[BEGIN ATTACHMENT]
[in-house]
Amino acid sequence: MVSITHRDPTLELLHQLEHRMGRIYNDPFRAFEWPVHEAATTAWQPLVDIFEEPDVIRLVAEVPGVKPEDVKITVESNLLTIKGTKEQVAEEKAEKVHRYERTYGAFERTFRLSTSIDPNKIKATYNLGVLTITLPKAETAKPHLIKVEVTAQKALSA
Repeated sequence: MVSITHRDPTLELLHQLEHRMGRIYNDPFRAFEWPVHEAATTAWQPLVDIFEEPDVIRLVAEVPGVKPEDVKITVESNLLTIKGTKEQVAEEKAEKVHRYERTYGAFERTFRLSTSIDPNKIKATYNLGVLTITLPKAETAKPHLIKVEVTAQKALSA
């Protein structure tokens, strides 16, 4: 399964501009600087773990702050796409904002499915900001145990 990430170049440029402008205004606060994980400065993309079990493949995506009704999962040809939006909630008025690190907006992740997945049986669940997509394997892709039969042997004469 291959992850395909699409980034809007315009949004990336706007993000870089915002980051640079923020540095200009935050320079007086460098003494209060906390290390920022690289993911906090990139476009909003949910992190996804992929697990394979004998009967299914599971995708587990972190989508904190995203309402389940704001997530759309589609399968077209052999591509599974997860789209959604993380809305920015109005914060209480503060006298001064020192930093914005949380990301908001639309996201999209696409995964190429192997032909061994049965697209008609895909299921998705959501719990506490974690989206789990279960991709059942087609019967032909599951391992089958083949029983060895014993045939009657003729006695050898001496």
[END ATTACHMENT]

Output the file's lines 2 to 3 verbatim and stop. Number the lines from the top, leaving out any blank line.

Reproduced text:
Amino acid sequence: MVSITHRDPTLELLHQLEHRMGRIYNDPFRAFEWPVHEAATTAWQPLVDIFEEPDVIRLVAEVPGVKPEDVKITVESNLLTIKGTKEQVAEEKAEKVHRYERTYGAFERTFRLSTSIDPNKIKATYNLGVLTITLPKAETAKPHLIKVEVTAQKALSA
Repeated sequence: MVSITHRDPTLELLHQLEHRMGRIYNDPFRAFEWPVHEAATTAWQPLVDIFEEPDVIRLVAEVPGVKPEDVKITVESNLLTIKGTKEQVAEEKAEKVHRYERTYGAFERTFRLSTSIDPNKIKATYNLGVLTITLPKAETAKPHLIKVEVTAQKALSA